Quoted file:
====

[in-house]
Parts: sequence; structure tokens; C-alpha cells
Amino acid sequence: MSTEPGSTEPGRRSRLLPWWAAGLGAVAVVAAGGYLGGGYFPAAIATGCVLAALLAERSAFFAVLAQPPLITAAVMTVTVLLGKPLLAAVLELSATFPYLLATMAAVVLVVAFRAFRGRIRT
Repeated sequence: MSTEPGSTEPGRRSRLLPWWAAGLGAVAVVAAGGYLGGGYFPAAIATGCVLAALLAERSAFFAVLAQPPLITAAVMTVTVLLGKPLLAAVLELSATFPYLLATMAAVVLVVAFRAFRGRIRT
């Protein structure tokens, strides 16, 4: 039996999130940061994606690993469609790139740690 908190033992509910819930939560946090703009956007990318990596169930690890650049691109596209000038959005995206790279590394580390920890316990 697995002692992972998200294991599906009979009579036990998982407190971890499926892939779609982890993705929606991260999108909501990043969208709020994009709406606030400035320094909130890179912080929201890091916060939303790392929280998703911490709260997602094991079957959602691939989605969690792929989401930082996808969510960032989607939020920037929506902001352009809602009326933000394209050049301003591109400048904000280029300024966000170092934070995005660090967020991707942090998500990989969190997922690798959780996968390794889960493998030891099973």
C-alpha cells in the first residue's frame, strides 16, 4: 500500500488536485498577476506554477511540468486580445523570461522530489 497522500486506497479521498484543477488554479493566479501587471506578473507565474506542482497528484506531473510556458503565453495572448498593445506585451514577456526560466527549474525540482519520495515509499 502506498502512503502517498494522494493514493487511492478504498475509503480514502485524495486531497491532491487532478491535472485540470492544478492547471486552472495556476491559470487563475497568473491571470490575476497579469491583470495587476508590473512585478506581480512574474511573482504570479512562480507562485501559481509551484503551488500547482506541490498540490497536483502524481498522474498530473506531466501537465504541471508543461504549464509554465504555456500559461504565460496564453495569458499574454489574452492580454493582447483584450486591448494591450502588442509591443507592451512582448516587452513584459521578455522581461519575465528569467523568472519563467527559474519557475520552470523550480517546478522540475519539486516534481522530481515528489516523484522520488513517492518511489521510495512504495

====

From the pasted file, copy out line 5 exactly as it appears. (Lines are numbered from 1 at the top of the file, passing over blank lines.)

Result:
């Protein structure tokens, strides 16, 4: 039996999130940061994606690993469609790139740690 908190033992509910819930939560946090703009956007990318990596169930690890650049691109596209000038959005995206790279590394580390920890316990 697995002692992972998200294991599906009979009579036990998982407190971890499926892939779609982890993705929606991260999108909501990043969208709020994009709406606030400035320094909130890179912080929201890091916060939303790392929280998703911490709260997602094991079957959602691939989605969690792929989401930082996808969510960032989607939020920037929506902001352009809602009326933000394209050049301003591109400048904000280029300024966000170092934070995005660090967020991707942090998500990989969190997922690798959780996968390794889960493998030891099973």